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Pseudoexfoliation syndrome: don't brush it off
  1. Rachel E Davis1,
  2. Joel S Schuman1,2
  1. 1Department of Ophthalmology, UPMC Eye Center, Eye and Ear Institute, Ophthalmology and Visual Science Research Center, University of Pittsburgh School of Medicine, Pittsburgh, Pennsylvania, USA
  2. 2Department of Bioengineering, Swanson School of Engineering, University of Pittsburgh, Pittsburgh, Pennsylvania, USA
  1. Correspondence to Professor Joel S Schuman, Department of Ophthalmology, UPMC Eye Center, Eye and Ear Institute, Ophthalmology and Visual Science Research Center, University of Pittsburgh School of Medicine, 203 Lothrop Street, Suite 816, Pittsburgh, PA 15213, USA; SchumanJS{at}upmc.edu

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Pseudoexfoliation syndrome is one of the most common causes of glaucoma worldwide.1 This complex disease can present a management challenge for ophthalmologists as the presence of pseudoexfoliation material can represent a spectrum of intraocular diseases including glaucomatous optic neuropathy, cataract formation, phacodonesis, lens subluxation, iris atrophy, poor mydriasis and a Fuchs’ like keratopathy.2 This syndrome was first described in 1917 by its appearance of bluish-grey flakes on the anterior lens capsule and was historically known solely as a disease of the eye.3–5 Evidence, however, indicates that pseudoexfoliation material can be found systemically within visceral organs, dermis and even the brain.6 ,7 Thus, pseudoexfoliation is a general disorder of extracellular matrix, but it is still unclear whether the changes within the extracellular matrix can lead to any systemic disease.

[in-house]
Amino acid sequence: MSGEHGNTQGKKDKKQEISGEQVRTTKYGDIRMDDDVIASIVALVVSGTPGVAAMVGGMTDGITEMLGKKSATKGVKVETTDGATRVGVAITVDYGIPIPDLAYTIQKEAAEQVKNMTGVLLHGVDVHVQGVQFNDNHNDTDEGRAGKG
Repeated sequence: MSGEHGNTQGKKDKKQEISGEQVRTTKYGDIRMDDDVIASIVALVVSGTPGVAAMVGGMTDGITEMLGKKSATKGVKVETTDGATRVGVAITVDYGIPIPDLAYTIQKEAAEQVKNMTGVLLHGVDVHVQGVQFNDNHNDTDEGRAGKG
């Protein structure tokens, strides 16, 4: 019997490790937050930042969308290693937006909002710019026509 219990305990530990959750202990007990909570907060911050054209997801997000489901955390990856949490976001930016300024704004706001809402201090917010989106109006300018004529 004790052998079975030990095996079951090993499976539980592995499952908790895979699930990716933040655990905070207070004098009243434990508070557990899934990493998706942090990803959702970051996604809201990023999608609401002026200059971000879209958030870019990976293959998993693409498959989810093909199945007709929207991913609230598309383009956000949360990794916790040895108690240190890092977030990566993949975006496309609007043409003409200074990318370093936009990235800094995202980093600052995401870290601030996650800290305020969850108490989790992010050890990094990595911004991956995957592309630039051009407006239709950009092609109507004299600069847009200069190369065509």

Several small-scale retrospective case–control studies have linked pseudoexfoliation syndrome to various maladies of ageing. These studies have shown associations with cardiovascular and cerebrovascular diseases,8–11 sensory neural hearing loss12 ,13 and Alzheimer's disease,14 as described later in this edition of BJO.

The connection of Alzheimer's disease with pseudoexfoliation syndrome was first considered after the discovery of Αβ crystallines in the amyloid plaques in Alzheimer's patients.15 These crystallines are the major protein found in lens capsules. Brain and eye produce amyloid peptide Aβ and these amyloids are found to occur in direct association with pseudoexfoliation material.16 ,17 Although these findings provide compelling evidence of an association between these two diseases, …

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Footnotes

  • Contributors RED took part in conception and design, drafting the article and final approval of the version to be published. JSS took part in conception and design, revising the article critically for important intellectual content and final approval of the version to be published.

  • Funding Supported in part by National Institutes of Health contract P30-EY08098 (Bethesda, MD, USA), The Eye and Ear Foundation (Pittsburgh, PA, USA) and an unrestricted grant from Research to Prevent Blindness (New York, NY, USA).

  • Competing interests JSS receives royalties for intellectual property licensed by Massachusetts Institute of Technology and Massachusetts Eye and Ear Infirmary to Carl Zeiss Meditec, Inc.

  • Provenance and peer review Commissioned; internally peer reviewed.

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